The Tenacity of Mendacity

September 10, 2012

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The Tenacity of Mendacity

False allegations about the propaganda technique known as the “Big Lie” have been repeated ad nauseam to the point where, with eye-gouging irony, it has all congealed into a fresh new Big Lie of its own.

Two Democratic Party spokespeeps recently perpetuated the astoundingly pervasive myth that Hitler and Goebbels openly advocated deceiving the public, which, if you pause three seconds to think about it, wouldn’t be the wisest strategy for any politician to publicly espouse.

In an interview with the San Francisco Chronicle on September 1, John Burton, chairman of California’s delegation to the DNC, accusing Republicans of marching in Goebbels’s alleged footsteps:

They lie and they don’t care if people think they lie. Joseph Goebbels. It’s the big lie, you keep repeating it.

“A fundamental flaw of human psychology, at least at this point in evolution, is that people prefer to embrace lies than to admit they can be fooled.”

Last Tuesday the Wichita Eagle quoted Pat Lehman, head of the Kansas delegation to the DNC, accused Republicans of retracing Hitler’s purported boot prints:

It’s like Hitler said, if you’re going to tell a lie, tell a big lie, and if you tell it often enough and say it in a loud enough voice, some people are going to believe you.

The true Big Lie here is the implication that Hitler or Goebbels ever publicly endorsed such a method. You’ll see this asserted hundreds of thousands of times across the Internet’s vast caverns, but you’ll never see it traced to a source document. The truth—at least according to their own documented words—is that Hitler and Goebbels criticized their enemies for employing Big Lies.

In Mein Kampf, Hitler accused Jews of using the Big Lie, which he specified was a mega-fib that Jews comprise members of a religion rather than a race. And the only instance I could find of Goebbels ever mentioning the Big Lie was in a 1941 article where he accused the English of practicing the technique.

Unsurprisingly, this accusation cuts both leftward and rightward. It’s frequently asserted that Vladimir Lenin said, “A lie told often enough becomes the truth,” but I was unable to find a primary source for that quote. It’s also been alleged that Saul Alinsky wrote that “Lying is never wrong as long as it leads you to a position of power” in his book Rules for Radicals, but a perusal of that document online shows it’s nowhere to be found in Alinsky’s text.

When faced with the specter of both leftists and rightists lying by accusing their opponents of openly endorsing prevarication, it leads me to suspect that many ideologues across the spectrum are serial liars and projectors. That seems to be the inevitable result when someone is more devoted to their team’s ideology than to the truth. Sooner or later, inconvenient truths back you into a corner and you’re forced to lie.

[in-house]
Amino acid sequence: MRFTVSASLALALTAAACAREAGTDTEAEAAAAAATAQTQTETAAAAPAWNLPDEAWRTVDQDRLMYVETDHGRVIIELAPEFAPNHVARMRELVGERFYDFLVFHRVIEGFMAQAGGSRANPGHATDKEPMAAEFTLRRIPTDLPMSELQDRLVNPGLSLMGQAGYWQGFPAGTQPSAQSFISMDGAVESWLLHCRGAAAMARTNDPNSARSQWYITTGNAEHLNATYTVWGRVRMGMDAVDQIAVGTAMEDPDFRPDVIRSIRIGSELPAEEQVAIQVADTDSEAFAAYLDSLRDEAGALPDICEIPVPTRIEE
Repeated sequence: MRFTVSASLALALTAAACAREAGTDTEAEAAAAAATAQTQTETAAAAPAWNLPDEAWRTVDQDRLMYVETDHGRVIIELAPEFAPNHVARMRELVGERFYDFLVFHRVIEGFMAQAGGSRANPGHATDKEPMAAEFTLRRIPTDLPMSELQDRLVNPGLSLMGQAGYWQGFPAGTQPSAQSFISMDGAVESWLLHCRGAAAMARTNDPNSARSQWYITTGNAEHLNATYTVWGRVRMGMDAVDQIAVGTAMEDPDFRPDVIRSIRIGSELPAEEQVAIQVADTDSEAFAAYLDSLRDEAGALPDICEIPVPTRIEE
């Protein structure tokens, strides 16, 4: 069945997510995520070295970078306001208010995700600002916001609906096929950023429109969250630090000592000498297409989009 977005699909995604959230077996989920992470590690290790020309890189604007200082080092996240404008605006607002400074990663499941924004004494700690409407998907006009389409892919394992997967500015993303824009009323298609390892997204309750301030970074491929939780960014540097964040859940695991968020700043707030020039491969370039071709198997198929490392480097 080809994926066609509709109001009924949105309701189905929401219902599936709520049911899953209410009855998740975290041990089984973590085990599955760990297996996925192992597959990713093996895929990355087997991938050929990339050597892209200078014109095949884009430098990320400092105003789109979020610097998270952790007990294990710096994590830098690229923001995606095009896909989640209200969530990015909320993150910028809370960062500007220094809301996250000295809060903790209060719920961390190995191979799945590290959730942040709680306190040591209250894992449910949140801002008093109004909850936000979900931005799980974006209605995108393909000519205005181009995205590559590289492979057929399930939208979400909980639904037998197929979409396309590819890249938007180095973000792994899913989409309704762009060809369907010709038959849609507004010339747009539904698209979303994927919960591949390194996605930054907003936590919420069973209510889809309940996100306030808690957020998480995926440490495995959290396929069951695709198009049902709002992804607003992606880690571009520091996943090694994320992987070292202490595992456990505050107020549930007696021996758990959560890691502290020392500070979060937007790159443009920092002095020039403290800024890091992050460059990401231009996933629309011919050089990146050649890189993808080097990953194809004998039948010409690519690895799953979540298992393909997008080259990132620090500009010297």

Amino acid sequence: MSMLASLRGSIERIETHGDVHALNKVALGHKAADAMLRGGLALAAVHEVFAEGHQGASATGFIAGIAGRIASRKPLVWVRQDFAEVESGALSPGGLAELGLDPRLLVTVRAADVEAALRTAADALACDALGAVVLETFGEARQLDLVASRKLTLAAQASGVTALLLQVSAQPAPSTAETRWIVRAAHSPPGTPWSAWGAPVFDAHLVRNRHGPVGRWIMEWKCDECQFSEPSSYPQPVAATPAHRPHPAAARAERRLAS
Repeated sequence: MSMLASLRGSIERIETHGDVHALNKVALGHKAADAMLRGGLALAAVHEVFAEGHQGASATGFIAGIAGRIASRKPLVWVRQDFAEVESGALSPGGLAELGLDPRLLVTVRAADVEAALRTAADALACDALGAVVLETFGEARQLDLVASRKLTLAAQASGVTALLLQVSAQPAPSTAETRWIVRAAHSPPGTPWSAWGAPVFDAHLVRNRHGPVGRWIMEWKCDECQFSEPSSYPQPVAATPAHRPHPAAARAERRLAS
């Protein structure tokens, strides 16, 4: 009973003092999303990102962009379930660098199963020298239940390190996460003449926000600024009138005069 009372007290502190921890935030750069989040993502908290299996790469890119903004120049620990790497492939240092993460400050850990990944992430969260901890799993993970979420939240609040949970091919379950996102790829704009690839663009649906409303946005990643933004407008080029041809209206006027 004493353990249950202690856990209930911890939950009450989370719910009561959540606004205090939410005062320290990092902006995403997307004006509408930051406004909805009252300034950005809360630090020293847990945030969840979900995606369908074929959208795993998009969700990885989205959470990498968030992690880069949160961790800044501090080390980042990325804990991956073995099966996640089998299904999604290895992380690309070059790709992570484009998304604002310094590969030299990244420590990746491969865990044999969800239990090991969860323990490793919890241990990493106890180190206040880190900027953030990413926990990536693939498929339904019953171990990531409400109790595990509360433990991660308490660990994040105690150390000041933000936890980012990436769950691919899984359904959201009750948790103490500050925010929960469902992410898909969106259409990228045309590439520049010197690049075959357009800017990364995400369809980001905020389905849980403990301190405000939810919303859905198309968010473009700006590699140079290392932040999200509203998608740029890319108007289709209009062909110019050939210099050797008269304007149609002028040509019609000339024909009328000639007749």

One of the prickliest of these truths is that the unshaved masses do tend to believe anything so long as it’s regularly drilled into their skulls, either because they’re too dumb to see through the lie or because it’s too humiliating to ponder that their leaders view them as suckers. A fundamental flaw of human psychology, at least at this point in evolution, is that people prefer to embrace lies than to admit they can be fooled.

Since the CIA has yet to perfect a mind-reading machine, it’s often hard to tell whether a politician was lying when they made a promise or if they simply wound up breaking it, as in George Bush the Elder’s infamous “Read my lips: NO NEW TAXES” pledge. But the historical record teems like waste matter in a public toilet with examples of lying politicians.

The overwhelming evidence suggests that FDR lied about Pearl Harbor, JFK lied about the Cuban Missile Crisis, Nixon lied about Watergate, Reagan lied about Iran-Contra, Clinton lied about Monica Lewinsky, George W. Bush lied about Iraqi weapons of mass destruction, and that Obama is lying about Fast and Furious.

What’s startlingly depressing is that political partisans persist in their cognitively dissonant belief that it’s only the other side that lies. That may be the biggest of all the Big Lies. Therefore in this election cycle you have eager liberals only accusing Romney of lying and perky conservatives only accusing Obama of lying. It doesn’t seem to occur to them that both candidates may be lying through their teeth.

What’s even less digestible is the idea that democracy itself is founded on the howling lie that those in power have their underlings’ best interests in mind. Even worse is the notion that this amazing colossal lie is founded on a vomit-inducing verity—that your average, everyday, run-of-the-mill idiot can’t handle the truth. The terrifyingly bleak notion that life may be finite and meaningless leads many people to embrace religious, social, and political myths that don’t withstand the slightest logical scrutiny.

It’d be hard to maintain a scrap of sanity if we were to tear off the gauze of self-delusion and admit the degree to which we suspect those in authority are lying to us. Therefore, it’s easier for most people to dismiss all such suspicions as “paranoia” and “conspiracy theories.” Fully aware that peddling noble lies may be the only thing that prevents massive societal breakdown and chaos, any politician who hopes to survive must traffic almost exclusively in newspeak.

Hitler alleged that the masses are willing to believe Big Lies because they can’t process the idea that anyone, especially authority figures, would have the gall to lie on such a massive scale. There’s probably some psychological truth to that. But I also think it’s possible that people prefer to believe lies rather than the truth because, in the end, lies are far more comforting.


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